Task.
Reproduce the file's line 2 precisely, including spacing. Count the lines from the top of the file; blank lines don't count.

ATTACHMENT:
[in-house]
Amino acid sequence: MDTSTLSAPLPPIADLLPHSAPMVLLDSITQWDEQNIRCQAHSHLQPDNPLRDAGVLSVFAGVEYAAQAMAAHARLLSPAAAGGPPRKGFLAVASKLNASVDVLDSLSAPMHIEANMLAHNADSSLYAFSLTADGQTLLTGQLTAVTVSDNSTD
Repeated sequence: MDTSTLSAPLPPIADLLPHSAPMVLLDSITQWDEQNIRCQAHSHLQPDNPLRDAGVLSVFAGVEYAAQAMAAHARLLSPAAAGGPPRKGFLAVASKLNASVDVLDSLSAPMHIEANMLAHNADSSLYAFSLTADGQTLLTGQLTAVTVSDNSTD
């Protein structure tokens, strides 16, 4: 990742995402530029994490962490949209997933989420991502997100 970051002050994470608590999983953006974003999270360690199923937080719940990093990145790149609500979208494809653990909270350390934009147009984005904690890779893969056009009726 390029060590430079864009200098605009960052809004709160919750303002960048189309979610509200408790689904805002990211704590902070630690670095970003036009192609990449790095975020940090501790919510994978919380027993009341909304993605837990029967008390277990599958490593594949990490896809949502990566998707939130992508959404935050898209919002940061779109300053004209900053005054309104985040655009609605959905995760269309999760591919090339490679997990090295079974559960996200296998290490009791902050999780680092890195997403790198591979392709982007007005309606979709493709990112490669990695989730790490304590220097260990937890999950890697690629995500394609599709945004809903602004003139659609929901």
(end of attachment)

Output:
Amino acid sequence: MDTSTLSAPLPPIADLLPHSAPMVLLDSITQWDEQNIRCQAHSHLQPDNPLRDAGVLSVFAGVEYAAQAMAAHARLLSPAAAGGPPRKGFLAVASKLNASVDVLDSLSAPMHIEANMLAHNADSSLYAFSLTADGQTLLTGQLTAVTVSDNSTD